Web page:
Steven Spielberg's profoundly pessimistic account of the terrorist massacre of eleven Israeli athletes at the 1972 Olympics and the bloody aftermath of tit-for-tat reprisals. The director, while he plainly wants to pay his respects to all parties, has not rid himself of his grandiosity and his self-indulgence. The overextended running time is simply, contradictory though it sounds to say so, a shortcut to Importance, a direct equation of size with significance. And the assorted lightening, whitening, fading effects in the cinematography of Janusz Kaminski (Schindler's List, Amistad, Saving Private Ryan, etc.) call attention to themselves in their inconsistency. For a very large fraction of its two-and-three-quarters hours, however, the action is tense and unpredictable, kept within the straits of credibility by various means: by a consciousness of, if not a strict fidelity to, the factuality of the case; by a care not to let the thrills overpower the aversion to violence; by an accent on the human factor. With Eric Bana, Daniel Craig, Ciarán Hinds, Mathieu Kassovitz, Hanns Zischler, and Geoffrey Rush. 2005.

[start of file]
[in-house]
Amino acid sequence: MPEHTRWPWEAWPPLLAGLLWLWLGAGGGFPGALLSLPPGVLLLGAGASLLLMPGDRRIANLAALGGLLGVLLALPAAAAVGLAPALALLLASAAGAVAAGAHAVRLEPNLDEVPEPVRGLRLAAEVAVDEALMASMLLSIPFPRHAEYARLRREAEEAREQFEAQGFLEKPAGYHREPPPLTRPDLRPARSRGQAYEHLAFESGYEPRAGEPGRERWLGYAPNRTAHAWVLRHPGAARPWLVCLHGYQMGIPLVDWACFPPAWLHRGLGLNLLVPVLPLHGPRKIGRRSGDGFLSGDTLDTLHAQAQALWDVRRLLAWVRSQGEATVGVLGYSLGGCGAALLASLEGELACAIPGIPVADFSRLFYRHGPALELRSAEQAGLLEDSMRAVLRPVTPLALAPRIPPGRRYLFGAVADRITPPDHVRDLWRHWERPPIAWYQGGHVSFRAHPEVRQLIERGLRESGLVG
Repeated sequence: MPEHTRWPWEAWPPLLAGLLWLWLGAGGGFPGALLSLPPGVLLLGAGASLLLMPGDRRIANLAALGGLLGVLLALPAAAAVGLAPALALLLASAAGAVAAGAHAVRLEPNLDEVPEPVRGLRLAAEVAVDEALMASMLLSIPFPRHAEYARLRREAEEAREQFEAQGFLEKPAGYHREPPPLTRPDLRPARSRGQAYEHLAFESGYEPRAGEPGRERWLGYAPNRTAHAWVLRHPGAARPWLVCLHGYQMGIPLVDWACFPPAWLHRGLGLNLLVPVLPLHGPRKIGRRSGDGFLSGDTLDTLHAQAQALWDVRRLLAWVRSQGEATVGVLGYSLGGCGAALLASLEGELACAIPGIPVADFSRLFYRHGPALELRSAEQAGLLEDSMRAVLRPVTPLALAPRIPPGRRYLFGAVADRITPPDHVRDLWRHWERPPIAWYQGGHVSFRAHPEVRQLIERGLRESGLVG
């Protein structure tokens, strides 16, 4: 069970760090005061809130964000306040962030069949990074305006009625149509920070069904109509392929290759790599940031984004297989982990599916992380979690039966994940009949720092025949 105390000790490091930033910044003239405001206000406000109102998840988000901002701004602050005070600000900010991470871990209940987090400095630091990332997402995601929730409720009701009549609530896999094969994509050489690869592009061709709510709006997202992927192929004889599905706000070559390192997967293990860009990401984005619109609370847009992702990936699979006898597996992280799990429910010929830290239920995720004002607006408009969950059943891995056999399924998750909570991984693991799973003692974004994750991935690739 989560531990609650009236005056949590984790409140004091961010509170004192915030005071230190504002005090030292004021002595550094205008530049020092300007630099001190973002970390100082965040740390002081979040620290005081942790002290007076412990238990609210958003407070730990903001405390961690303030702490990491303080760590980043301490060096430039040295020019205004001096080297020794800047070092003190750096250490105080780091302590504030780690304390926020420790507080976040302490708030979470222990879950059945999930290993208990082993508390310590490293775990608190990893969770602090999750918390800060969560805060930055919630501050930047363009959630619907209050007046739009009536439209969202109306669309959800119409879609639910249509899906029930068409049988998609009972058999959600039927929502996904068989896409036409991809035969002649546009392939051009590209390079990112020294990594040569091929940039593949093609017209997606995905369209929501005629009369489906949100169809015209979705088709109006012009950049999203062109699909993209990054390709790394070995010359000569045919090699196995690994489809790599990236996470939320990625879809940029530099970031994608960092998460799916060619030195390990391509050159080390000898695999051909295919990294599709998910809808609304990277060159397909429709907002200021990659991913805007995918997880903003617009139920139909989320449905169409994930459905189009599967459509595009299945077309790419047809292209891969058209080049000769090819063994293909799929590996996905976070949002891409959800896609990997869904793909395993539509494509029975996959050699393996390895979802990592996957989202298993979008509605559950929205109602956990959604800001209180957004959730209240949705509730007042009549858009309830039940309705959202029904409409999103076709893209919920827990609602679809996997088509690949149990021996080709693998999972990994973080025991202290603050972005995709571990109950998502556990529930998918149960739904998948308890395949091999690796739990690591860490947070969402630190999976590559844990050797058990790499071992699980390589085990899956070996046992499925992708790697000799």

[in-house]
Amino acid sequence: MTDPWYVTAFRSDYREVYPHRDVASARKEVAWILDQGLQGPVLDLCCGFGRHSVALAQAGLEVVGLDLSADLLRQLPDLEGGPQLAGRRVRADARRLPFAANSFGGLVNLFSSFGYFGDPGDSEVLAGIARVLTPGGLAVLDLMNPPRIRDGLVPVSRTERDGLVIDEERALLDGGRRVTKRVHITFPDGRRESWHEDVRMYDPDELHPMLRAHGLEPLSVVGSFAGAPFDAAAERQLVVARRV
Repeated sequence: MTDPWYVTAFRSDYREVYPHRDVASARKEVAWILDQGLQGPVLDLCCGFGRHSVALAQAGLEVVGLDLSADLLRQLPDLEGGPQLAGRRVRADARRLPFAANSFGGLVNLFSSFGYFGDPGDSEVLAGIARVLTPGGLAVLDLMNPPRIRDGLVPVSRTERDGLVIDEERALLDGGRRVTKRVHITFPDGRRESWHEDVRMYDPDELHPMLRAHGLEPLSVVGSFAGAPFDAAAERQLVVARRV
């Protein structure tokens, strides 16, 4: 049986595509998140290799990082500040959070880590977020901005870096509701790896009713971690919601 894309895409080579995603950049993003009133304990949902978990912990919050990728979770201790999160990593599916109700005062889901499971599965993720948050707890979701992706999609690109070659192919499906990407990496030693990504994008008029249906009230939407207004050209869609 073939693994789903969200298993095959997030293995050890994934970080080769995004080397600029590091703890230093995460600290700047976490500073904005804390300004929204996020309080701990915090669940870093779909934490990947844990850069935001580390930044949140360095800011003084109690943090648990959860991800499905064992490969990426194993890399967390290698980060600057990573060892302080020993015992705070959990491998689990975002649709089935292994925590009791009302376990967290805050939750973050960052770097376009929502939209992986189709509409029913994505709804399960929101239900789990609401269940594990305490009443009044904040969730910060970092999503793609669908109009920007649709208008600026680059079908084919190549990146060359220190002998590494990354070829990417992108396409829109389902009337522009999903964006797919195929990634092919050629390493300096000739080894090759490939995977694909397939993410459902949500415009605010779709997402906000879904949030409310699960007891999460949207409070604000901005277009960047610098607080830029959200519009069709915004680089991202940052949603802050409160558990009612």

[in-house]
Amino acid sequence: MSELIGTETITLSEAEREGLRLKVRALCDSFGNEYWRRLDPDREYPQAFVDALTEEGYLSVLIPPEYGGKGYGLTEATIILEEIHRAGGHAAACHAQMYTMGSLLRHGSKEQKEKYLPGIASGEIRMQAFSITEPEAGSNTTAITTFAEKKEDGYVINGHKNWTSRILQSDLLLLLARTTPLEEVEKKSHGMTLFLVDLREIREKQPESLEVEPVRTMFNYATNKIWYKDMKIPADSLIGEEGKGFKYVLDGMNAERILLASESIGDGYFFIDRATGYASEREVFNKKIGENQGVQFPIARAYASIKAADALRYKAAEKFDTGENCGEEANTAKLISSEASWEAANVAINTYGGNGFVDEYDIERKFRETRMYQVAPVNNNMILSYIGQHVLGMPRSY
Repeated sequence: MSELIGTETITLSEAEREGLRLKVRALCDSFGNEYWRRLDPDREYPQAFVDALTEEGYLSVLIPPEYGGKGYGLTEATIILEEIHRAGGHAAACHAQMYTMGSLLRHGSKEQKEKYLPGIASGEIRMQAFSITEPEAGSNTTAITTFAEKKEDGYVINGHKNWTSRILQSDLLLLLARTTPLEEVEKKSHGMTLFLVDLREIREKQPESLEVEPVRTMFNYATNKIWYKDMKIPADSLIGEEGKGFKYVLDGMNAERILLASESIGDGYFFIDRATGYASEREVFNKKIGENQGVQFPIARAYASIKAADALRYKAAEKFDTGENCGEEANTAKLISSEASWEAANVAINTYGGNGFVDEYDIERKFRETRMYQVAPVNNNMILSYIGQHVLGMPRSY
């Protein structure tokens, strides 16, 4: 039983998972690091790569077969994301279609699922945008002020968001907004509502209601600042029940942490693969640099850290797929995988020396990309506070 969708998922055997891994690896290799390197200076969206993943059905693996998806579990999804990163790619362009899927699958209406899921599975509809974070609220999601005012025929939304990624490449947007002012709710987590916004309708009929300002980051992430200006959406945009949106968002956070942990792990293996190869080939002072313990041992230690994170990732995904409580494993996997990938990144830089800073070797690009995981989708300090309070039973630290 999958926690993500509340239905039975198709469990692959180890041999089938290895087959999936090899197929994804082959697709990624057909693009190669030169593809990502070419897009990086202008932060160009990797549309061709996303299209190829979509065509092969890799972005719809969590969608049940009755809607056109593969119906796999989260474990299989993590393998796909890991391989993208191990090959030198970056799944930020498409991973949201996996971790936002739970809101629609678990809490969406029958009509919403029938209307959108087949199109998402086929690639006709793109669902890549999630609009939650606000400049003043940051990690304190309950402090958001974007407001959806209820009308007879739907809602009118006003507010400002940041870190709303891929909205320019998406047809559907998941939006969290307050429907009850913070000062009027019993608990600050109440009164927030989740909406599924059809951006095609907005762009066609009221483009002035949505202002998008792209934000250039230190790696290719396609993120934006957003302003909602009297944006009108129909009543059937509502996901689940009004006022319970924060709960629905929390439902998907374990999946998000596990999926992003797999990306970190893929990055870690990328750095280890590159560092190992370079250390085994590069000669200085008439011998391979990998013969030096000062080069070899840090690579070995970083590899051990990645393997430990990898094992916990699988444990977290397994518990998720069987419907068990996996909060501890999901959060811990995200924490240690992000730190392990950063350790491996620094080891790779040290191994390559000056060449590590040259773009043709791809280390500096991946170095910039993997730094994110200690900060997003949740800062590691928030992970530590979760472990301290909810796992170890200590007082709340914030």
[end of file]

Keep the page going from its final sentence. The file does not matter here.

Duncan Shepherd

  • Rated R

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